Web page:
* Ages 8+: Generally, talk about how a baby is born. “Mommy and daddy made you”. If questions persist say, “a cell in daddy’s body called as a sperm, joined together with a tiny cell inside mommy’s body known as an egg.” State the honest response of how a baby is born. “When you were going to be born, the uterus pushed you out of mommy’s vagina.” A basic understanding of intercourse without going too much into details. Explain about sex and relationships. How it is one of the ways people show their love for each other. Talk about respecting feelings.

* Ages 10+: You can state the importance of sex. Also, talk about rape and how when someone forces another individual to have sex is wrong. The changes that take place during puberty and sex are associated topics that your child hears on the news or from peers. Kids are coming up with their own value systems at this age. Make certain you offer improved contextual information for the information your child is getting.

* Ages 15+: Discuss newspaper articles on sex and sexuality. Engage them in an intelligent conversation. Talk in more detail about contraception and how use of power for sex is absolutely wrong. Talk to them about POCSO (Protection of Children Against Sexual Offences) legislation.

Important pointers for parents and educators to keep in mind:

* Just because you are talking to your children about sex, wouldn’t make them want to have sex! Research shows that teenagers from families who have sensitively discussed sexuality, are seen to wait until they’re physically, mentally and emotionally ready to have it for the first time, and use contraceptives. They understand consent better and know that they have a right to say “No”.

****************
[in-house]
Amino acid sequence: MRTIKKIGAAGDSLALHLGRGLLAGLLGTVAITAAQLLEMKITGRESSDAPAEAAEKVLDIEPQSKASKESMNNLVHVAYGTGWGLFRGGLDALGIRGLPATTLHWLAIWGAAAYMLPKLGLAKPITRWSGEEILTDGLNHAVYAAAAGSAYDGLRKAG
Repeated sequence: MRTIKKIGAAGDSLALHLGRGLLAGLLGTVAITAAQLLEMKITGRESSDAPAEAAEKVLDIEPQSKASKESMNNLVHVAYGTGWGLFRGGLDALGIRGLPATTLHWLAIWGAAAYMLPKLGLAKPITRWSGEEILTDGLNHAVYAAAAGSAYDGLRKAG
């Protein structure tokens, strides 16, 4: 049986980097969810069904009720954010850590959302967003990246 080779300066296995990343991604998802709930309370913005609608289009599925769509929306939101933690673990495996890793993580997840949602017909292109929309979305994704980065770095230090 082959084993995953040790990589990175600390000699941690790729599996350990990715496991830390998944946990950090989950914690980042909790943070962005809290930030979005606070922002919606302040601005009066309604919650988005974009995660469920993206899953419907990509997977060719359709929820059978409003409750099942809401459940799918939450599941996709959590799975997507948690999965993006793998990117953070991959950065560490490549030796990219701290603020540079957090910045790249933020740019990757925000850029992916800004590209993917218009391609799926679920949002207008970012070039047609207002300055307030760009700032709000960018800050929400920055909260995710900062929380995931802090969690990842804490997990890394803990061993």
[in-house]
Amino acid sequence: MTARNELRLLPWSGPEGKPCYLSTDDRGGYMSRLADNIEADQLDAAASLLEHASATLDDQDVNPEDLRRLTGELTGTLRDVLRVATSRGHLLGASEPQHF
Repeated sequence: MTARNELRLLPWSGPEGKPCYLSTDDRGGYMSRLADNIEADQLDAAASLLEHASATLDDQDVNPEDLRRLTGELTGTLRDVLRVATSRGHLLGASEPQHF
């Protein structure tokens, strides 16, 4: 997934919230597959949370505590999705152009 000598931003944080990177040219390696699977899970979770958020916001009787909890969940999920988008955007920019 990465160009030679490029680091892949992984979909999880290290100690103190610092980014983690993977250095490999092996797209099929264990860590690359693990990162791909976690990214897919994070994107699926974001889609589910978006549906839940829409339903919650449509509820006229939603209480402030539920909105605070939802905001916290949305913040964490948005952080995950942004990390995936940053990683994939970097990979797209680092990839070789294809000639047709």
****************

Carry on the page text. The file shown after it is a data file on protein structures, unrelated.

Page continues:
* Don’t avoid questions from children just because “you feel awkward” about them. A child at 4-5 years of age doesn’t necessarily have sexual connotations, they perhaps are simply innocently curious. Address questions well, don’t dodge.

* Never shame the child, if they have questions that you think are “not apt for their age”. In this age of internet and information overdose, your child might be absorbing a lot of information from a million sources hidden from you.

* Avoid divulging too much information or else you are going to be tuned out. Older children may not admit that they don’t know things. So if your adolescents say they know everything about sex, ask them what they know and then fill in the gaps.

* Sexuality conversations done right make the children only more sensible and sensitive. For example, when a mother teaches a boy about periods, next time a girl stains her skirt with period blood in a class at school, he will not join the others to laugh or mock at her, but could in fact, ask others to stop the bullying behavior and make a fellow classmate feel normal and comfortable.

* Call a breast, a breast. Call a vagina, a vagina. Call a penis, a penis. Naming it with shameful words, like, ‘chi-chi’, ‘shame-shame’ only proliferates the taboos and inculcates in the child a tradition of shame.

* Raise period positive girls and boys. Raise gender sensitive girls and boys. Raise children in an environment where they aren’t ridiculed for being curious.

Books that help initiate the conversation

* Just for boys/Just for Girls: A Book about Growing Up

* 21 Things Every Teen Should Know

* My Little Body Book: Keeping Ourselves Safe

* Why India Should Go All the Way: Sex Ed Book for Children

* The Yellow Book: A Parent’s Guide to Sexuality Education

* Let’s Talk About Where Babies Come From: Robie Harris

The choices and decisions your children make in their adult life have a lot to do with how they perceive things when they are young. Rather than worrying about their contorted definitions, it is essential to answer all their questions encouragingly. More than anything, give them the assurance that they have no safer place to turn to other than you.

(Sonal Kapoor is the Founder Director at Protsahan India Foundation, a child rights organisation based in Delhi. She has done extensive work on spreading awareness about the POCSO Act, rescuing children facing abuse at grassroots and strengthening the advocacy against child-trafficking.)